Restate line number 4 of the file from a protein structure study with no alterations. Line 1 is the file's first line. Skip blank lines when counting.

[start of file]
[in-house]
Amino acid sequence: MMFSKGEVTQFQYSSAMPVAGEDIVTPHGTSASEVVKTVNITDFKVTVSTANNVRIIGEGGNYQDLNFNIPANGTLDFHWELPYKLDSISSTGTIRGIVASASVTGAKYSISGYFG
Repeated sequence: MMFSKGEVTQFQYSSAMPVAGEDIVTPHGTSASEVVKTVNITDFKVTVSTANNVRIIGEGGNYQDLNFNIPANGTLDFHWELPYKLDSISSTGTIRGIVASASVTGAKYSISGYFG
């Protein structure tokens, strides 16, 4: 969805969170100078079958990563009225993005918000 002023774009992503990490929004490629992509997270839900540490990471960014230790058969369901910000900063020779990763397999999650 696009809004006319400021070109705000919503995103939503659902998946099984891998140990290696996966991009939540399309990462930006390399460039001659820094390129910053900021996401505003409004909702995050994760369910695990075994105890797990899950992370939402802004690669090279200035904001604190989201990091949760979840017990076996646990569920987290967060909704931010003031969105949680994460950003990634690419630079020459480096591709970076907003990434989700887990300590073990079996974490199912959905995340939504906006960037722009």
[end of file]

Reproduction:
């Protein structure tokens, strides 16, 4: 969805969170100078079958990563009225993005918000 002023774009992503990490929004490629992509997270839900540490990471960014230790058969369901910000900063020779990763397999999650 696009809004006319400021070109705000919503995103939503659902998946099984891998140990290696996966991009939540399309990462930006390399460039001659820094390129910053900021996401505003409004909702995050994760369910695990075994105890797990899950992370939402802004690669090279200035904001604190989201990091949760979840017990076996646990569920987290967060909704931010003031969105949680994460950003990634690419630079020459480096591709970076907003990434989700887990300590073990079996974490199912959905995340939504906006960037722009």